WASHINGTON (CN) — A federal judge entered final judgment Wednesday in a case over the $26.5 billion merger of T-Mobile and Sprint, finalizing a settlement agreement with the federal government that requires the companies to sell off some of Sprint’s assets to Dish Network.
The entry of final judgment from U.S. District Judge Timothy Kelly comes on the same day the two telecom giants announced they had formally completed the merger, bringing together two of the largest wireless carriers in the United States two years after the deal was first announced.
Consumer advocates have warned the merger could consolidate the wireless market and lead to higher prices, though the companies promise a faster, more innovative network.
The federal government, joined by 10 states, filed an antitrust suit last July, claiming the terms of the merger would have strong anti-competitive impacts. But the Trump administration and states at the same time filed a consent decree that would allow the merger to go forward so long as the companies first dropped Sprint’s prepaid wireless operations.
Kelly’s judgment on Wednesday allows that agreement to take effect.
“Based upon the record before the court, which includes the competitive impact statement and any comments and responses to comments filed with the court, entry of this final judgment is in the public interest,” the Washington-based judge wrote.
Under Kelly’s order, T-Mobile and Sprint will sell-off Sprint’s prepaid brands, such as Boost Mobile, to Dish Network. Also included in the deal are some 20,000 cell sites and hundreds of retail stores.
In addition, T-Mobile will give Dish access to networks for seven years, during which time Dish will develop its own 5G network.
“The T-Mobile/Sprint transaction, as remedied by the Department of Justice, will combine T-Mobile’s and Sprint’s complementary spectrum assets while preserving competition,” Assistant Attorney General Makan Delrahim, with the Justice Department’s Antitrust Division, said in a statement. “Our settlement promises to expand output further by bringing Dish’s extensive spectrum holdings to the market. The end result will be strengthened competition with high-quality 5G networks that will benefit American consumers nationwide.”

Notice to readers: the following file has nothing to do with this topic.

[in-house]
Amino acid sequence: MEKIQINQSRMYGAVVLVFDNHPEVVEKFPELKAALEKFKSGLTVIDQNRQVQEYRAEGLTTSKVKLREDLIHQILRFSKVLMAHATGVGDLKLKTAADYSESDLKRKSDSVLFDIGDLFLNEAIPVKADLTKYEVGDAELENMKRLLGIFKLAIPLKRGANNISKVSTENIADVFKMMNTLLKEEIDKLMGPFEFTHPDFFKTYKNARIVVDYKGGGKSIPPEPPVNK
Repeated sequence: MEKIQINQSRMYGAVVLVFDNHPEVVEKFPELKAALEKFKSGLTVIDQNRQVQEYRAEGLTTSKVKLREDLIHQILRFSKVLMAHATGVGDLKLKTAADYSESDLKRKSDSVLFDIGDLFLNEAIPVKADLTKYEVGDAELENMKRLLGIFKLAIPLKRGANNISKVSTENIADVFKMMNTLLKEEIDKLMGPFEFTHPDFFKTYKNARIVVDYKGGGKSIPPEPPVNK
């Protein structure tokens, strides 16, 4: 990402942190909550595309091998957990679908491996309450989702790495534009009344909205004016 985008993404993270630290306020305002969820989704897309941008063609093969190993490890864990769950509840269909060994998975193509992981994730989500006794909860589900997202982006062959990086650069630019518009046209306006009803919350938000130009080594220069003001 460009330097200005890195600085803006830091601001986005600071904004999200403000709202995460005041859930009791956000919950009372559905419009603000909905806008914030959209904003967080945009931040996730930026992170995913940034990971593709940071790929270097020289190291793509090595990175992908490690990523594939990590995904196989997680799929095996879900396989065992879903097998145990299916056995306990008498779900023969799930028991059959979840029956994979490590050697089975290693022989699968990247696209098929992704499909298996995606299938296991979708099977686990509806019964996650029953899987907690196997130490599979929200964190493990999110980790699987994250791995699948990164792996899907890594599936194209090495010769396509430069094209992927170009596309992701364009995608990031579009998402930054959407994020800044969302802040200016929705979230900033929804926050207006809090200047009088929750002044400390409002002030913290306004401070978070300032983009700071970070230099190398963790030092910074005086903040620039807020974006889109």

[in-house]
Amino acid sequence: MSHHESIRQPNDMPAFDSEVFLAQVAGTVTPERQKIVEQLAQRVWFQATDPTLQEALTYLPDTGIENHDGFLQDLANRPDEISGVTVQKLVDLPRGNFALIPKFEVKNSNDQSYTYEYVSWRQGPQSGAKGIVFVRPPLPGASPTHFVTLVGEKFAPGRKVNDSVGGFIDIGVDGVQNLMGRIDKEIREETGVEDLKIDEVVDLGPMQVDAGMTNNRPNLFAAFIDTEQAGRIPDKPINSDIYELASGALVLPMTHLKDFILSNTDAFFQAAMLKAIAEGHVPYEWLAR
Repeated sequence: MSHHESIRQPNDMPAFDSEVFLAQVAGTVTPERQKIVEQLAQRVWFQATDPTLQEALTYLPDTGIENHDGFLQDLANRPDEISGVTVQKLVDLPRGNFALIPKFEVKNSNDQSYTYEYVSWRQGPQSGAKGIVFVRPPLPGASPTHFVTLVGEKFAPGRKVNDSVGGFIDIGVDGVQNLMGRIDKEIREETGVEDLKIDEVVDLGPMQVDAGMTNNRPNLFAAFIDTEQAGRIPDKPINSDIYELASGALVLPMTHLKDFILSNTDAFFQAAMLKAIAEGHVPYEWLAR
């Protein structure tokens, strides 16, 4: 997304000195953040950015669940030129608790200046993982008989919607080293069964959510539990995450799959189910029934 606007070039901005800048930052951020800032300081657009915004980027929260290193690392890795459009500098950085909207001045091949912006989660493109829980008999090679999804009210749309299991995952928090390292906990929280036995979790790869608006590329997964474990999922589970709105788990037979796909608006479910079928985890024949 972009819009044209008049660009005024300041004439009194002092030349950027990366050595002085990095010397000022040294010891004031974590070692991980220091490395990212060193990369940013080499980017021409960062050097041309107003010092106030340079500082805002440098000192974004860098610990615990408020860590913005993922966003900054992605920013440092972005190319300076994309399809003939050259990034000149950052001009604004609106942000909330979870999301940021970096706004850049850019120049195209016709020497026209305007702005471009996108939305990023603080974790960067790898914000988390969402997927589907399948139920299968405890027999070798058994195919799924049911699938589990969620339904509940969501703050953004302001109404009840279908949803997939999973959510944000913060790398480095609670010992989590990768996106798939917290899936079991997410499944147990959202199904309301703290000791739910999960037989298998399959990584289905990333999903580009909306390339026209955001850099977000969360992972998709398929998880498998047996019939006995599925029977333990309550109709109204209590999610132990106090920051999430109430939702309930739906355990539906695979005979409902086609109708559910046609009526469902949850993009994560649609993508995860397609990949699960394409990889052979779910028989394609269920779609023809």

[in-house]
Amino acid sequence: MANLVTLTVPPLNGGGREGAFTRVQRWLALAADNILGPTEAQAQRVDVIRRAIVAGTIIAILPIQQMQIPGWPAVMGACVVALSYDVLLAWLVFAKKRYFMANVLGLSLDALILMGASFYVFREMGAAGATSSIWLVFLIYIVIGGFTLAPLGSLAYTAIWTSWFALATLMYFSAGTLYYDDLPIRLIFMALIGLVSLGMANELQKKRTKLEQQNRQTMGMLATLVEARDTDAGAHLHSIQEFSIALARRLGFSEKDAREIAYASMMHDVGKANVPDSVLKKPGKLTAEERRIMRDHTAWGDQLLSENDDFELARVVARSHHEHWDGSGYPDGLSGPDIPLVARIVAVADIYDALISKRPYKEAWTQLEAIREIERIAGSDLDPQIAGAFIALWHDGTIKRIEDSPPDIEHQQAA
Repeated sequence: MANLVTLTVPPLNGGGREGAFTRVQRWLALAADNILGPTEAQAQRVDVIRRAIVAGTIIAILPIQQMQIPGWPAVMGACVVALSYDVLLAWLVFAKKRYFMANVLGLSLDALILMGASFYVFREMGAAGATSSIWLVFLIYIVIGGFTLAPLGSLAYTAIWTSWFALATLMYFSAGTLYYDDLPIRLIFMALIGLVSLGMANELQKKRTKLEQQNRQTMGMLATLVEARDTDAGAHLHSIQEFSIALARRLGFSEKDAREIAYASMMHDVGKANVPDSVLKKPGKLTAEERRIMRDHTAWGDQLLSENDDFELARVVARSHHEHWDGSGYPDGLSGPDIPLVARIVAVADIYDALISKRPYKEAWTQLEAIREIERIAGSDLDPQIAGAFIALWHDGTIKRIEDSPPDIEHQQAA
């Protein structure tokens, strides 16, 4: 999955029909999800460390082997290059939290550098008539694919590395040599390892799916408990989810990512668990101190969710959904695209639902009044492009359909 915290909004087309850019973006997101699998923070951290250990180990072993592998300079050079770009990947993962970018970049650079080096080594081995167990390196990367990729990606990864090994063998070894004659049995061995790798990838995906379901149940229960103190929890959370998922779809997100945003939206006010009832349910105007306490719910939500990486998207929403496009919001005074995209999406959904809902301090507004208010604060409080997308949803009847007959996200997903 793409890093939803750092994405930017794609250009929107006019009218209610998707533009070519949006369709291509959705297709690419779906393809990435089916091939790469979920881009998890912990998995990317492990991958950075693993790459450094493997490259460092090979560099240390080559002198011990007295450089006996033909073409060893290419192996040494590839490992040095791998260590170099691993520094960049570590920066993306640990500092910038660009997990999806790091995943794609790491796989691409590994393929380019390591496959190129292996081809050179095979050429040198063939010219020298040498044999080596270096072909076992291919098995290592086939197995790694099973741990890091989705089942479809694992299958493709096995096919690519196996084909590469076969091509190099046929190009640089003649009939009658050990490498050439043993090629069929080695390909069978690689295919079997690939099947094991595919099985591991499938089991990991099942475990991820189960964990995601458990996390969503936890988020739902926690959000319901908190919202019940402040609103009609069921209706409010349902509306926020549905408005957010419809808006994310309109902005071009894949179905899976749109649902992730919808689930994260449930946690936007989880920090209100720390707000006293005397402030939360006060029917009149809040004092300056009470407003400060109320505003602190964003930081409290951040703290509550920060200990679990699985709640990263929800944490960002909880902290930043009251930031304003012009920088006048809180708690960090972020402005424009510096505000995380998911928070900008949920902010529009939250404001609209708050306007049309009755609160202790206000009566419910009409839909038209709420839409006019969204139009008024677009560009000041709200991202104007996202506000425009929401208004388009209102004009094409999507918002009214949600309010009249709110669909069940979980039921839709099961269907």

In February, a federal judge in New York City rejected a parallel challenge to the merger from New York, California, Illinois and 10 other states and Washington, D.C., that argued the proposal would choke competition and potentially increase prices.
Alex Harman, a competition policy advocate at government watchdog group Public Citizen, shared similar concerns about the effects of the merger on Wednesday.
“This merger will prove to be bad for consumers and innovation,” Harman said in a statement. “Reducing competition will result in lower quality service at a higher price and relying on Dish to enter the wireless market and provide competition will prove to be a failure and too little too late. This merger should have been blocked, but instead it was actively assisted by the compromised Trump Justice Department.”
In his characterization of the Justice Department, Harman was referring to text messages revealed in the New York case that showed Delrahim taking steps behind the scenes to help the companies clear antitrust concerns.
T-Mobile and Sprint are two of the largest wireless providers in the United States, with T-Mobile posting $43 billion in revenue in 2018 and Sprint bringing in $32 billion in the same year.
T-Mobile, which is absorbing Sprint in the merger, did not immediately return a request for comment.